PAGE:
Start looking for safe sites well before sunset. If you find none within an hour or so, check guidebooks for possible backstops – e.g. caravan parks, national parks etc., even if a fair bit off your route. Most times you won’t need one, but it is close to impossible to spot a good bush camp in the dark – and not that easy even during the day. If you see others in a likely exposed site, ask if they are staying overnight and would not object to your company. Most welcome mutual emotional comfort.
Although rare, drunken and/or bored hoons can concern. Whilst usually harmless, thoughtless drunks close by can be disturbing. Physical attacks are fortunately rare but a few have happened. These problems are mainly limited to 30-40 kilometres of large towns, particularly mining towns on Friday and Saturday nights. Keeping well away from them generally ensures no problem.
Think hard before carrying an offensive weapon. Legal issues apart, if it is visible you must be prepared to use it, and that usually escalates the level of violence.
A satellite telephone provides piece of mind but, when choosing a camp site, first check that it can receive a signal. Regardless though, let the offender see and hear you making a phone call to the police. Even if you have no connection, act as if you had – and shout down that phone giving the location, descriptions, and number plate details if readily visible, and so on. This works very well.
Memorise and write down all emergency numbers in a prominent place. You must also be able to describe where you are (a GPS coordinate is ideal). You must also know the phone number of the phone you are ringing from as that enables the authorities to virtually pinpoint your location.
Camping under eucalyptus trees is an absolute no no! Branches snap off these trees without warning and at any time, even in dead calms. Country people do not call them ‘widow makers’ for nothing.
Install a dry powder fire extinguisher in the towing vehicle, and another close to the trailer door so that its pressure gauge is readily visible for routine checks. Have an immediately accessible fire blanket in the kitchen area. Install a smoke alarm in the sleeping area, but not in the kitchen as it will go off virtually every time you cook – and you may disconnect it through sheer frustration.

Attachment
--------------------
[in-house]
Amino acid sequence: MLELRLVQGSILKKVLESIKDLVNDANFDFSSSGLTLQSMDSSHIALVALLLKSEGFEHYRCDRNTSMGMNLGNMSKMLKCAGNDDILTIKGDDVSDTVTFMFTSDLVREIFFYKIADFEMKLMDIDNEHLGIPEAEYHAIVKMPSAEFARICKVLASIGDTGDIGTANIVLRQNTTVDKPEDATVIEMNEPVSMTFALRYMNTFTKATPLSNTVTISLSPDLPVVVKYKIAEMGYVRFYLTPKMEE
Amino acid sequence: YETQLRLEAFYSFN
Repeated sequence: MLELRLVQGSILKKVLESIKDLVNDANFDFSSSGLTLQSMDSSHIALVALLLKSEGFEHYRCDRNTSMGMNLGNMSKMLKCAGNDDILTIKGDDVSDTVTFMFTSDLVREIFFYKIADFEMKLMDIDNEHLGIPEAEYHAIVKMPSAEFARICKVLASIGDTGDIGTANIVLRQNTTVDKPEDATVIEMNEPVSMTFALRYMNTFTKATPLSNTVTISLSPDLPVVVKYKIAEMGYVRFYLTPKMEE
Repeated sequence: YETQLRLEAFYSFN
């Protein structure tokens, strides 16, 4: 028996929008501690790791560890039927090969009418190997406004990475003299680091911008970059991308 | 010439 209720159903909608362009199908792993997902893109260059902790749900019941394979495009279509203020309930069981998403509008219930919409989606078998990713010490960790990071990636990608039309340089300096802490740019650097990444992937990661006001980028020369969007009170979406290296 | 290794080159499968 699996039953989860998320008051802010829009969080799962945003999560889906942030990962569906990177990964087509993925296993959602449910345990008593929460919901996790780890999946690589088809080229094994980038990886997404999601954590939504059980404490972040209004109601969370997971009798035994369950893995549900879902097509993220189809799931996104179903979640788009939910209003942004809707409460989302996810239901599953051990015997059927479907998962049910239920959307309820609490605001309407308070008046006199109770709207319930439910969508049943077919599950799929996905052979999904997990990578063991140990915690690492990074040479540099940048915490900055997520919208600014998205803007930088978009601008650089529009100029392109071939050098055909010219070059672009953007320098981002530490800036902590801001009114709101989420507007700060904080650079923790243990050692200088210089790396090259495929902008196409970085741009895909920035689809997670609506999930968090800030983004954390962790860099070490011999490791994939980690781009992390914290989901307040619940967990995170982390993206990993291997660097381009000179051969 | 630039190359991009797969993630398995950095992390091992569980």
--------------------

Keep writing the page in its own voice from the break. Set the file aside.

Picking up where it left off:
Mosquitoes more than just bite. Some carry nasties such as Ross River Virus (which exists Australia-wide and is painful at times thereafter), Barmah Forest Fever, and the potentially fatal Murray Valley encephalitis. Peak mosquito time is mostly between the end of the wet and the beginning of the dry seasons in tropical and semi-tropical areas, and in most other areas after extensive rain.
Repellents are necessary, but some products contain diethyl-toluamide (DEET) which may cause allergic reactions. There are also ‘natural’ repellents based on citronella, tea tree oil, or pyrethrum etc. All lose effectiveness after a few hours. Effective screens or nets are needed whilst sleeping. Vaporising devices made by Mortein and other companies, draw only 3 watts. Most require 230 volts ac so can be run from a tiny inverter. There are 12 volt dc versions but are hard to locate.
An alternative to repellents
For many people, a 10 milligram tablet of B1 taken daily reduces the after effects of being bitten: but needs to be commenced about two weeks before entering affected areas to become effective. Some medicos express reasonable concern that this may mask that you are nevertheless still being bitten: and possibly by mosquitoes carrying disease. Consult your doctor if concerned.
For many, an effective deterrent is about 90% sorbolene, 10% Dettol, a dash of citronella, and another of an essential oil of your preference. It may need thinning slightly with water. (Bulk generic versions of sorbolene can be bought for about $4 a litre). The better known proprietary repellents work very well, but need reapplying every two to three hours – and some people are worried about possible long term effects. Here again, consult a (preferably) local doctor if concerned.
These can cause major allergic reactions. The above remedy protects most people. For those for whom it doesn’t, something like RID may be effective. Otherwise the best solution is to keep away from sand fly areas, or to use antihistamine tablets. Begin using them a day or two before entering known sand fly areas. You may also need to apply antihistamine cream before sleeping.
These are nasty things and some can kill. It is best to avoid swimming in stinger-prone seas between November and March. Stingose or raw vinegar provides relief. Pour it over the affected area/s. Do not rub it in. The lycra panty-hose suits sold and rented in many affected areas are also effective.